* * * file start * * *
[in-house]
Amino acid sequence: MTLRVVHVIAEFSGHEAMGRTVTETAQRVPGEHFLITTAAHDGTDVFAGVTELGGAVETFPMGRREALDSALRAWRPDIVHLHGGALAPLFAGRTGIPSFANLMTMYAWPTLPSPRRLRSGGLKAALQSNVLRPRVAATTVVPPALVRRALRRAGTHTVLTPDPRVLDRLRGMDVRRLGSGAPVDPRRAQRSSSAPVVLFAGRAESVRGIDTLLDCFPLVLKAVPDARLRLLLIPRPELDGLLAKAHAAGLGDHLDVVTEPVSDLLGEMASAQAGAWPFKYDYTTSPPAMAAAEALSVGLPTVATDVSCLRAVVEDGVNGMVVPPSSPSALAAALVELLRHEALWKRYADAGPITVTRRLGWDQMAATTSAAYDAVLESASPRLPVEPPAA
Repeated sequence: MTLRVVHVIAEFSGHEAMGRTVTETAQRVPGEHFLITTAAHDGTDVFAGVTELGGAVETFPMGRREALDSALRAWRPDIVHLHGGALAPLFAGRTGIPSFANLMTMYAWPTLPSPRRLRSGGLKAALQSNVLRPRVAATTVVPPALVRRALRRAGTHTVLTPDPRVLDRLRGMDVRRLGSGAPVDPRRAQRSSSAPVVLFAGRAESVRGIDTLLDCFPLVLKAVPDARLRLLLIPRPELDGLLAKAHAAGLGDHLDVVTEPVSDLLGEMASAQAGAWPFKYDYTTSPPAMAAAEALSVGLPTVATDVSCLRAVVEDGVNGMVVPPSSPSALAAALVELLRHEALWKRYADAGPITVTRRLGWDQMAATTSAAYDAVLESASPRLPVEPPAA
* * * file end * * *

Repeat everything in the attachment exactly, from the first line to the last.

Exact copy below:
[in-house]
Amino acid sequence: MTLRVVHVIAEFSGHEAMGRTVTETAQRVPGEHFLITTAAHDGTDVFAGVTELGGAVETFPMGRREALDSALRAWRPDIVHLHGGALAPLFAGRTGIPSFANLMTMYAWPTLPSPRRLRSGGLKAALQSNVLRPRVAATTVVPPALVRRALRRAGTHTVLTPDPRVLDRLRGMDVRRLGSGAPVDPRRAQRSSSAPVVLFAGRAESVRGIDTLLDCFPLVLKAVPDARLRLLLIPRPELDGLLAKAHAAGLGDHLDVVTEPVSDLLGEMASAQAGAWPFKYDYTTSPPAMAAAEALSVGLPTVATDVSCLRAVVEDGVNGMVVPPSSPSALAAALVELLRHEALWKRYADAGPITVTRRLGWDQMAATTSAAYDAVLESASPRLPVEPPAA
Repeated sequence: MTLRVVHVIAEFSGHEAMGRTVTETAQRVPGEHFLITTAAHDGTDVFAGVTELGGAVETFPMGRREALDSALRAWRPDIVHLHGGALAPLFAGRTGIPSFANLMTMYAWPTLPSPRRLRSGGLKAALQSNVLRPRVAATTVVPPALVRRALRRAGTHTVLTPDPRVLDRLRGMDVRRLGSGAPVDPRRAQRSSSAPVVLFAGRAESVRGIDTLLDCFPLVLKAVPDARLRLLLIPRPELDGLLAKAHAAGLGDHLDVVTEPVSDLLGEMASAQAGAWPFKYDYTTSPPAMAAAEALSVGLPTVATDVSCLRAVVEDGVNGMVVPPSSPSALAAALVELLRHEALWKRYADAGPITVTRRLGWDQMAATTSAAYDAVLESASPRLPVEPPAA